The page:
What to expect from AI Safety Summit today as science secretary warns of Terminator-style ‘loss of control’

As the prime minister heads to Bletchley Park — and prepares to meet Elon Musk — Michelle Donelan said losing control of AI would have the ‘gravest ramifications’

Archie Mitchell
Thursday 02 November 2023 08:55 GMT
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What's in store at Rishi Sunak's AI safety summit?

A Terminator-style "loss of control" over artificial intelligence is the greatest risk of the technology, the science secretary has warned.

Speaking ahead of the second day of Rishi Sunak’s AI Safety Summit — when the prime minister is set to have a sit-down with Elon Musk — Michelle Donelan said such a scenario would have the “gravest ramifications”. But she added that AI offers huge benefits — provided governments can work together to manage the risks.

So what is the government hoping to achieve today? As the prime minister heads to Bletchley Park to meet a series of global ministers and tech executives, science minister, we take a look.

Day one of the summit saw delegations from around the world, including the US and China, agree on the so-called “Bletchley declaration” – a statement on the risks surrounding the technology to be used as the starting point for a global conversation on the issue. It also saw Mr Sunak have dinner with US vice president Kamala Harris and their respective spouses.

On Thursday, the prime minister will welcome senior business chiefs and world leaders to Bletchley Park, where British codebreakers including Alan Turing broke the Enigma code used by the Nazis during the Second World War.

Prime Minister Rishi Sunak (PA)
Prime Minister Rishi Sunak (PA) (PA Wire)

Mr Sunak will then host two sessions at the summit in the afternoon.

The first session will focus on international priorities for AI in the next five years, with representatives from the US, EU, Italy, France, Germany, Australia and others.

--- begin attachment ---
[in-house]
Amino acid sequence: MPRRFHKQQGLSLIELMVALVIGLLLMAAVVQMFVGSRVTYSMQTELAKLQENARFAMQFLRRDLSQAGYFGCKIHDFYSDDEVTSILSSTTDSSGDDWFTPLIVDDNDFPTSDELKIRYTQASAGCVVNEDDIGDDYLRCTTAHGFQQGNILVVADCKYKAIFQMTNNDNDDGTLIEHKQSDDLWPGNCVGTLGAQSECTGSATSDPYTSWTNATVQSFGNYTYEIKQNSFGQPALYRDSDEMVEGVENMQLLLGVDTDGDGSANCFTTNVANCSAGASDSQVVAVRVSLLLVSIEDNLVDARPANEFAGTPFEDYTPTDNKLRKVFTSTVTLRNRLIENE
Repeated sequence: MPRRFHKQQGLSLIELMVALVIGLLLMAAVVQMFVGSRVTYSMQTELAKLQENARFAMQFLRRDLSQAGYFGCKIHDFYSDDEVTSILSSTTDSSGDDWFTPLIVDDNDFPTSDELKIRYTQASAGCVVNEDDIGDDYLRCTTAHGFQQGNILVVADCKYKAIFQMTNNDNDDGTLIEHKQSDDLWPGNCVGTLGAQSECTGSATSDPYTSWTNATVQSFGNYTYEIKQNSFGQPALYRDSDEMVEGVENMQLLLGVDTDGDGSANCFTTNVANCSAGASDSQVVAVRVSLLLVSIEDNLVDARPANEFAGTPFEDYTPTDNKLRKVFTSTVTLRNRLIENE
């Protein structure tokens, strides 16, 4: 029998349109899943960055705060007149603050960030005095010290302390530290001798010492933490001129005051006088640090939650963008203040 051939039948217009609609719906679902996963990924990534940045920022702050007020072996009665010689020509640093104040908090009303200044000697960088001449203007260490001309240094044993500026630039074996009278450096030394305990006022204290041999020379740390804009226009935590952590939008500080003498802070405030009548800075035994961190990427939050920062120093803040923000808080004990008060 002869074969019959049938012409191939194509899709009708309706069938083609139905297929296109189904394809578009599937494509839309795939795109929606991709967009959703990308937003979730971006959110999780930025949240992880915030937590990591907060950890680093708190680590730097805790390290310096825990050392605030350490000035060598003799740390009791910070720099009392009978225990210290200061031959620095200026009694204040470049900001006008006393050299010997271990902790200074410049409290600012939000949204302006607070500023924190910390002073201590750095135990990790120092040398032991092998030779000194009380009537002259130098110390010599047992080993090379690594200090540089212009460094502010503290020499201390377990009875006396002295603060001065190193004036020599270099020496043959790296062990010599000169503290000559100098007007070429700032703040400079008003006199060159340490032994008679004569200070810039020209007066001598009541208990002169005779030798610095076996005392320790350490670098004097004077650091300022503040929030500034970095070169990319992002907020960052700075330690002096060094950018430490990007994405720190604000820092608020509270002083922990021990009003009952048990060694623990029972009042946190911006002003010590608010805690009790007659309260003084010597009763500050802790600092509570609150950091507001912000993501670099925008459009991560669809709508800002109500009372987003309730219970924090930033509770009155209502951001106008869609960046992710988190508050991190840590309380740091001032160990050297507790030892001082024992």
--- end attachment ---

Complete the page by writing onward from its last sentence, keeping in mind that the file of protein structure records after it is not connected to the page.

Mr Sunak will argue for “global responsibility” in addressing the risks of AI and taking advantage of the opportunities offered by the technology.

The second session will include a wider cast including business leaders from Microsoft, Facebook owner Meta, Google DeepMind and OpenAI.

The leaders will discuss plans for state-backed testing of AI models before they are allowed to be used.

But the most eye-catching moment of the day will come this evening, with Mr Sunak rushing back to London to meet Tesla tycoon Elon Musk for a cosy sit-down.

Elon Musk believes the danger of AI is that it could become ‘anti-human’ (Toby Melville/PA)
Elon Musk believes the danger of AI is that it could become ‘anti-human’ (Toby Melville/PA) (PA Wire)

The pair will host a free-form Q&A, which will be live-streamed on X, formerly Twitter, which is owned by Mr Musk.

Ahead of Thursday’s meetings, Mr Sunak said the world owes it to younger generations to grip the risks of AI “early enough”.

He added: “The UK has led the way in this global conversation on AI safety, but no one country can tackle the risks alone.”

And on Thursday Morning, Ms Donelan said a Terminator-style "loss of control" over artificial intelligence was the biggest concern.

"That is a risk that is much more hypothetical in nature, that naturally is the one that I am most concerned about because it is the one that would result in the gravest ramifications," she told Times Radio.

Asked whether that  was the "Terminator scenario" — a reference to the Arnold Schwarzenegger film where machines take over the world — she said: "Well, that is one potential area where it could lead but there are several stages before that."

Labour’s Peter Kyle said Britain “must not hesitate” to regulate AI technology, warning that inaction will mean insecurity for workers and businesses.

The shadow tech secretary said Britain is being “left behind by the US and EU who are moving ahead with real safeguards on the technology”.

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